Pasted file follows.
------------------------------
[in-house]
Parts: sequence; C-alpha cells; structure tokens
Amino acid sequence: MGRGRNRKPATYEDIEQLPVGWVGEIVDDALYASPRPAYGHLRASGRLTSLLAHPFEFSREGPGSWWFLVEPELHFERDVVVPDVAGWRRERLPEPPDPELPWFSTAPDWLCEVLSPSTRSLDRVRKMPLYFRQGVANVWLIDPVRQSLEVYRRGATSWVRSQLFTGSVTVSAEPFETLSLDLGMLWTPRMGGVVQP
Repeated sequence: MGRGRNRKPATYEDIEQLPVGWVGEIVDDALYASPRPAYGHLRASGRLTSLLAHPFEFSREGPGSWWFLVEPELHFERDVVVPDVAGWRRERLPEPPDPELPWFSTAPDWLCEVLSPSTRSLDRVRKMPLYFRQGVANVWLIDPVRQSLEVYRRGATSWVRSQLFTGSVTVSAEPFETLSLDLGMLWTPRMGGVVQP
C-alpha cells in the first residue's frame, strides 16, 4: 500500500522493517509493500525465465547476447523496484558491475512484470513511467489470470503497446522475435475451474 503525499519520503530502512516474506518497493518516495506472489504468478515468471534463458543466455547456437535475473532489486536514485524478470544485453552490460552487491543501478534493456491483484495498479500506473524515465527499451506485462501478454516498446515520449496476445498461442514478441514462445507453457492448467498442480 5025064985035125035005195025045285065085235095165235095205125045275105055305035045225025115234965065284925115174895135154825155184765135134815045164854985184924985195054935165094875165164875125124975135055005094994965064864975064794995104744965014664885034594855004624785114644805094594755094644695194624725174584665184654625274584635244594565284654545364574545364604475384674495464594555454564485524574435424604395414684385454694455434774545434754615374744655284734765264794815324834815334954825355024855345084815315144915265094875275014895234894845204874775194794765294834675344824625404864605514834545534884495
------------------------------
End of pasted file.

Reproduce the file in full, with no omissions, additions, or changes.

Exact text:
[in-house]
Parts: sequence; C-alpha cells; structure tokens
Amino acid sequence: MGRGRNRKPATYEDIEQLPVGWVGEIVDDALYASPRPAYGHLRASGRLTSLLAHPFEFSREGPGSWWFLVEPELHFERDVVVPDVAGWRRERLPEPPDPELPWFSTAPDWLCEVLSPSTRSLDRVRKMPLYFRQGVANVWLIDPVRQSLEVYRRGATSWVRSQLFTGSVTVSAEPFETLSLDLGMLWTPRMGGVVQP
Repeated sequence: MGRGRNRKPATYEDIEQLPVGWVGEIVDDALYASPRPAYGHLRASGRLTSLLAHPFEFSREGPGSWWFLVEPELHFERDVVVPDVAGWRRERLPEPPDPELPWFSTAPDWLCEVLSPSTRSLDRVRKMPLYFRQGVANVWLIDPVRQSLEVYRRGATSWVRSQLFTGSVTVSAEPFETLSLDLGMLWTPRMGGVVQP
C-alpha cells in the first residue's frame, strides 16, 4: 500500500522493517509493500525465465547476447523496484558491475512484470513511467489470470503497446522475435475451474 503525499519520503530502512516474506518497493518516495506472489504468478515468471534463458543466455547456437535475473532489486536514485524478470544485453552490460552487491543501478534493456491483484495498479500506473524515465527499451506485462501478454516498446515520449496476445498461442514478441514462445507453457492448467498442480 5025064985035125035005195025045285065085235095165235095205125045275105055305035045225025115234965065284925115174895135154825155184765135134815045164854985184924985195054935165094875165164875125124975135055005094994965064864975064794995104744965014664885034594855004624785114644805094594755094644695194624725174584665184654625274584635244594565284654545364574545364604475384674495464594555454564485524574435424604395414684385454694455434774545434754615374744655284734765264794815324834815334954825355024855345084815315144915265094875275014895234894845204874775194794765294834675344824625404864605514834545534884495